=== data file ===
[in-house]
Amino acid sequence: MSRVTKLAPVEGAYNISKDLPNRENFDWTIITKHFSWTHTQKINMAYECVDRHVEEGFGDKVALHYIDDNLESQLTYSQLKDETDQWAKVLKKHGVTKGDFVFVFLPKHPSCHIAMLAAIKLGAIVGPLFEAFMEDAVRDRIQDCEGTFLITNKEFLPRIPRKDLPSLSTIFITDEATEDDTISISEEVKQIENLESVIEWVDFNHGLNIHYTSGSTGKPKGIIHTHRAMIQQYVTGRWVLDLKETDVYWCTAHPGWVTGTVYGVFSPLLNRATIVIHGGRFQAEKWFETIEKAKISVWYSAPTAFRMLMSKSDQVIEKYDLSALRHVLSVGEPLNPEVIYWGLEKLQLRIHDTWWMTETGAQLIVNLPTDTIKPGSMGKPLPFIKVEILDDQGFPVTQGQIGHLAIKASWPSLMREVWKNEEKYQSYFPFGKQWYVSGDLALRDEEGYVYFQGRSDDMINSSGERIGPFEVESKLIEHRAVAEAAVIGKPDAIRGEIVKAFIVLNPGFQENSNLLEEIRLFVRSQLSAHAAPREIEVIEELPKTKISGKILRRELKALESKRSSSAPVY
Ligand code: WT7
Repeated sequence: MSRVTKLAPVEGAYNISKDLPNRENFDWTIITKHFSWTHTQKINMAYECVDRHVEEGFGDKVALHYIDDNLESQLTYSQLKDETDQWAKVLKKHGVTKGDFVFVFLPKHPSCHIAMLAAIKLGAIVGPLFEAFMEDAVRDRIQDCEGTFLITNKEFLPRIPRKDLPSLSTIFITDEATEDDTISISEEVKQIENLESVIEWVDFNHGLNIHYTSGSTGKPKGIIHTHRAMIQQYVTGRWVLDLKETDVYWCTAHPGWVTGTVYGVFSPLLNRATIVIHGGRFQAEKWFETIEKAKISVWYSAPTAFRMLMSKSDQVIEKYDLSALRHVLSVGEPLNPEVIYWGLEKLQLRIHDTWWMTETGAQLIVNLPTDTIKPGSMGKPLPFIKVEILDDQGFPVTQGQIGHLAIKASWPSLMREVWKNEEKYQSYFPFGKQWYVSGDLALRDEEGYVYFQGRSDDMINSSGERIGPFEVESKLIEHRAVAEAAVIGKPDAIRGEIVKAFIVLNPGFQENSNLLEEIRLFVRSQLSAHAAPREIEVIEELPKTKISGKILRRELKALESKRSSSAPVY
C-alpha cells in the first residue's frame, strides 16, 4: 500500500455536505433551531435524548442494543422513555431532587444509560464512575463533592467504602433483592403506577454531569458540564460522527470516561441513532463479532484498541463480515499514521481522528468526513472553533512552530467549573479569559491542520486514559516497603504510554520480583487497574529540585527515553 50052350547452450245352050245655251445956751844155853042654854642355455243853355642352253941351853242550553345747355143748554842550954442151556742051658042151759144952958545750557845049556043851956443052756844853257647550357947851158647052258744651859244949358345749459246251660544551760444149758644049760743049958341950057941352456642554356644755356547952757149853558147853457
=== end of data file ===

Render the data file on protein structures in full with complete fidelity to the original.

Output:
[in-house]
Amino acid sequence: MSRVTKLAPVEGAYNISKDLPNRENFDWTIITKHFSWTHTQKINMAYECVDRHVEEGFGDKVALHYIDDNLESQLTYSQLKDETDQWAKVLKKHGVTKGDFVFVFLPKHPSCHIAMLAAIKLGAIVGPLFEAFMEDAVRDRIQDCEGTFLITNKEFLPRIPRKDLPSLSTIFITDEATEDDTISISEEVKQIENLESVIEWVDFNHGLNIHYTSGSTGKPKGIIHTHRAMIQQYVTGRWVLDLKETDVYWCTAHPGWVTGTVYGVFSPLLNRATIVIHGGRFQAEKWFETIEKAKISVWYSAPTAFRMLMSKSDQVIEKYDLSALRHVLSVGEPLNPEVIYWGLEKLQLRIHDTWWMTETGAQLIVNLPTDTIKPGSMGKPLPFIKVEILDDQGFPVTQGQIGHLAIKASWPSLMREVWKNEEKYQSYFPFGKQWYVSGDLALRDEEGYVYFQGRSDDMINSSGERIGPFEVESKLIEHRAVAEAAVIGKPDAIRGEIVKAFIVLNPGFQENSNLLEEIRLFVRSQLSAHAAPREIEVIEELPKTKISGKILRRELKALESKRSSSAPVY
Ligand code: WT7
Repeated sequence: MSRVTKLAPVEGAYNISKDLPNRENFDWTIITKHFSWTHTQKINMAYECVDRHVEEGFGDKVALHYIDDNLESQLTYSQLKDETDQWAKVLKKHGVTKGDFVFVFLPKHPSCHIAMLAAIKLGAIVGPLFEAFMEDAVRDRIQDCEGTFLITNKEFLPRIPRKDLPSLSTIFITDEATEDDTISISEEVKQIENLESVIEWVDFNHGLNIHYTSGSTGKPKGIIHTHRAMIQQYVTGRWVLDLKETDVYWCTAHPGWVTGTVYGVFSPLLNRATIVIHGGRFQAEKWFETIEKAKISVWYSAPTAFRMLMSKSDQVIEKYDLSALRHVLSVGEPLNPEVIYWGLEKLQLRIHDTWWMTETGAQLIVNLPTDTIKPGSMGKPLPFIKVEILDDQGFPVTQGQIGHLAIKASWPSLMREVWKNEEKYQSYFPFGKQWYVSGDLALRDEEGYVYFQGRSDDMINSSGERIGPFEVESKLIEHRAVAEAAVIGKPDAIRGEIVKAFIVLNPGFQENSNLLEEIRLFVRSQLSAHAAPREIEVIEELPKTKISGKILRRELKALESKRSSSAPVY
C-alpha cells in the first residue's frame, strides 16, 4: 500500500455536505433551531435524548442494543422513555431532587444509560464512575463533592467504602433483592403506577454531569458540564460522527470516561441513532463479532484498541463480515499514521481522528468526513472553533512552530467549573479569559491542520486514559516497603504510554520480583487497574529540585527515553 50052350547452450245352050245655251445956751844155853042654854642355455243853355642352253941351853242550553345747355143748554842550954442151556742051658042151759144952958545750557845049556043851956443052756844853257647550357947851158647052258744651859244949358345749459246251660544551760444149758644049760743049958341950057941352456642554356644755356547952757149853558147853457